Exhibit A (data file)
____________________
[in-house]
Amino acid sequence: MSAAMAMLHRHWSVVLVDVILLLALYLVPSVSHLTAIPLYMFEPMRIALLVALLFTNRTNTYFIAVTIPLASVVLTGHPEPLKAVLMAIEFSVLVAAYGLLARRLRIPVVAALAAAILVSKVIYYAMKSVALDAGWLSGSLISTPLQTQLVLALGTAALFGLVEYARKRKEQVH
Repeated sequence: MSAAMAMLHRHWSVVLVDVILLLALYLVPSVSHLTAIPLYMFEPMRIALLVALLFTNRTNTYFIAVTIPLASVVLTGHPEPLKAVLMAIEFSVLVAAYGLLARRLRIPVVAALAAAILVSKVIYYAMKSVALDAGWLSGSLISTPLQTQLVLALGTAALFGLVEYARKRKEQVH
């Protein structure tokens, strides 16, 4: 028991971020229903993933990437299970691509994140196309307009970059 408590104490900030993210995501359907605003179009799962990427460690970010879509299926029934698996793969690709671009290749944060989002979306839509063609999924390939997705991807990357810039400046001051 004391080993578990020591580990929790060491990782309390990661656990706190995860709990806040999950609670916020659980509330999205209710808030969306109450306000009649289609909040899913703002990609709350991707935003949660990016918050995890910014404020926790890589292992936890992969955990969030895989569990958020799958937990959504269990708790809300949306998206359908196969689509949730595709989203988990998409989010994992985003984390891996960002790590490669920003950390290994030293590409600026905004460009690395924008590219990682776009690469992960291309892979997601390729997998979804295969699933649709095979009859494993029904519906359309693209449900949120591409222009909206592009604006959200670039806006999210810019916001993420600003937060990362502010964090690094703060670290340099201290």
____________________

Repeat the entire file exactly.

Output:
[in-house]
Amino acid sequence: MSAAMAMLHRHWSVVLVDVILLLALYLVPSVSHLTAIPLYMFEPMRIALLVALLFTNRTNTYFIAVTIPLASVVLTGHPEPLKAVLMAIEFSVLVAAYGLLARRLRIPVVAALAAAILVSKVIYYAMKSVALDAGWLSGSLISTPLQTQLVLALGTAALFGLVEYARKRKEQVH
Repeated sequence: MSAAMAMLHRHWSVVLVDVILLLALYLVPSVSHLTAIPLYMFEPMRIALLVALLFTNRTNTYFIAVTIPLASVVLTGHPEPLKAVLMAIEFSVLVAAYGLLARRLRIPVVAALAAAILVSKVIYYAMKSVALDAGWLSGSLISTPLQTQLVLALGTAALFGLVEYARKRKEQVH
């Protein structure tokens, strides 16, 4: 028991971020229903993933990437299970691509994140196309307009970059 408590104490900030993210995501359907605003179009799962990427460690970010879509299926029934698996793969690709671009290749944060989002979306839509063609999924390939997705991807990357810039400046001051 004391080993578990020591580990929790060491990782309390990661656990706190995860709990806040999950609670916020659980509330999205209710808030969306109450306000009649289609909040899913703002990609709350991707935003949660990016918050995890910014404020926790890589292992936890992969955990969030895989569990958020799958937990959504269990708790809300949306998206359908196969689509949730595709989203988990998409989010994992985003984390891996960002790590490669920003950390290994030293590409600026905004460009690395924008590219990682776009690469992960291309892979997601390729997998979804295969699933649709095979009859494993029904519906359309693209449900949120591409222009909206592009604006959200670039806006999210810019916001993420600003937060990362502010964090690094703060670290340099201290």